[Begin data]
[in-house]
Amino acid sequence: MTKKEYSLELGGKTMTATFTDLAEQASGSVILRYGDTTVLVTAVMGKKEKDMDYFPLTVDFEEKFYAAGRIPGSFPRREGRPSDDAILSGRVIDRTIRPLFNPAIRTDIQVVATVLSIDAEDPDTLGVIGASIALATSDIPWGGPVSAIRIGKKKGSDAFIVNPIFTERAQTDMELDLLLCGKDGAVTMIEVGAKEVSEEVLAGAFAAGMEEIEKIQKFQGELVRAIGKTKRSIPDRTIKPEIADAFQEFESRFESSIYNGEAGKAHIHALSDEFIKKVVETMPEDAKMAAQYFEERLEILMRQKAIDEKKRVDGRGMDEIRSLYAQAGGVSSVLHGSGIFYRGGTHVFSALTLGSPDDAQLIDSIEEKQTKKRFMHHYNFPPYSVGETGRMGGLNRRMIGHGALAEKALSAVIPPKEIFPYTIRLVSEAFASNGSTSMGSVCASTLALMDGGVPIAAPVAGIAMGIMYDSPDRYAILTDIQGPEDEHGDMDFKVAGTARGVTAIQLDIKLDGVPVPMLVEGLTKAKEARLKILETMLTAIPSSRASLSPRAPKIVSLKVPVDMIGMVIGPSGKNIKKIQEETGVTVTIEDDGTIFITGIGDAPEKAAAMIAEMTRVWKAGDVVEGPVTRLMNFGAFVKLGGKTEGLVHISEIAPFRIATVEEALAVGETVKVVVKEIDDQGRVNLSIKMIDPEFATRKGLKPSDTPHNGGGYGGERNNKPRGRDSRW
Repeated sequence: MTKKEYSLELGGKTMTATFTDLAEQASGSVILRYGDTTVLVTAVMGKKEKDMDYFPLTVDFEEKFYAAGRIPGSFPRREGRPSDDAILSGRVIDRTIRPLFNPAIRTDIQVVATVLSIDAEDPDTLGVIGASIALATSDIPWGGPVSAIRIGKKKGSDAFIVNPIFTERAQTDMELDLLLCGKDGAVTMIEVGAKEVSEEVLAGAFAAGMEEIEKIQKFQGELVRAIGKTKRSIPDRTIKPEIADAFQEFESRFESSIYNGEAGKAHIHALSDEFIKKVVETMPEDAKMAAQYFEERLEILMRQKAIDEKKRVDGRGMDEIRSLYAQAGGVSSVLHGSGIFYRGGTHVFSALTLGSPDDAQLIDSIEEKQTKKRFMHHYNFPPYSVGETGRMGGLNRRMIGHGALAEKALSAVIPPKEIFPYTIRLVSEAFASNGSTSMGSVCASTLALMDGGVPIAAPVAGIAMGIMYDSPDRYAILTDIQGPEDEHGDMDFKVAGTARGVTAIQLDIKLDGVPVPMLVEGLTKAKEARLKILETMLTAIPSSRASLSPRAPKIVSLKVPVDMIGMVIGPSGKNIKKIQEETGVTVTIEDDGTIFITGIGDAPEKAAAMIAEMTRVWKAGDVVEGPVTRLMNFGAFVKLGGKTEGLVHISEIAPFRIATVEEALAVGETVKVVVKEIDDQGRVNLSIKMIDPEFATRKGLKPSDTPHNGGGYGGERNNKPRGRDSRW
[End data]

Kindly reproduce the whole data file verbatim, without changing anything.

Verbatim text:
[in-house]
Amino acid sequence: MTKKEYSLELGGKTMTATFTDLAEQASGSVILRYGDTTVLVTAVMGKKEKDMDYFPLTVDFEEKFYAAGRIPGSFPRREGRPSDDAILSGRVIDRTIRPLFNPAIRTDIQVVATVLSIDAEDPDTLGVIGASIALATSDIPWGGPVSAIRIGKKKGSDAFIVNPIFTERAQTDMELDLLLCGKDGAVTMIEVGAKEVSEEVLAGAFAAGMEEIEKIQKFQGELVRAIGKTKRSIPDRTIKPEIADAFQEFESRFESSIYNGEAGKAHIHALSDEFIKKVVETMPEDAKMAAQYFEERLEILMRQKAIDEKKRVDGRGMDEIRSLYAQAGGVSSVLHGSGIFYRGGTHVFSALTLGSPDDAQLIDSIEEKQTKKRFMHHYNFPPYSVGETGRMGGLNRRMIGHGALAEKALSAVIPPKEIFPYTIRLVSEAFASNGSTSMGSVCASTLALMDGGVPIAAPVAGIAMGIMYDSPDRYAILTDIQGPEDEHGDMDFKVAGTARGVTAIQLDIKLDGVPVPMLVEGLTKAKEARLKILETMLTAIPSSRASLSPRAPKIVSLKVPVDMIGMVIGPSGKNIKKIQEETGVTVTIEDDGTIFITGIGDAPEKAAAMIAEMTRVWKAGDVVEGPVTRLMNFGAFVKLGGKTEGLVHISEIAPFRIATVEEALAVGETVKVVVKEIDDQGRVNLSIKMIDPEFATRKGLKPSDTPHNGGGYGGERNNKPRGRDSRW
Repeated sequence: MTKKEYSLELGGKTMTATFTDLAEQASGSVILRYGDTTVLVTAVMGKKEKDMDYFPLTVDFEEKFYAAGRIPGSFPRREGRPSDDAILSGRVIDRTIRPLFNPAIRTDIQVVATVLSIDAEDPDTLGVIGASIALATSDIPWGGPVSAIRIGKKKGSDAFIVNPIFTERAQTDMELDLLLCGKDGAVTMIEVGAKEVSEEVLAGAFAAGMEEIEKIQKFQGELVRAIGKTKRSIPDRTIKPEIADAFQEFESRFESSIYNGEAGKAHIHALSDEFIKKVVETMPEDAKMAAQYFEERLEILMRQKAIDEKKRVDGRGMDEIRSLYAQAGGVSSVLHGSGIFYRGGTHVFSALTLGSPDDAQLIDSIEEKQTKKRFMHHYNFPPYSVGETGRMGGLNRRMIGHGALAEKALSAVIPPKEIFPYTIRLVSEAFASNGSTSMGSVCASTLALMDGGVPIAAPVAGIAMGIMYDSPDRYAILTDIQGPEDEHGDMDFKVAGTARGVTAIQLDIKLDGVPVPMLVEGLTKAKEARLKILETMLTAIPSSRASLSPRAPKIVSLKVPVDMIGMVIGPSGKNIKKIQEETGVTVTIEDDGTIFITGIGDAPEKAAAMIAEMTRVWKAGDVVEGPVTRLMNFGAFVKLGGKTEGLVHISEIAPFRIATVEEALAVGETVKVVVKEIDDQGRVNLSIKMIDPEFATRKGLKPSDTPHNGGGYGGERNNKPRGRDSRW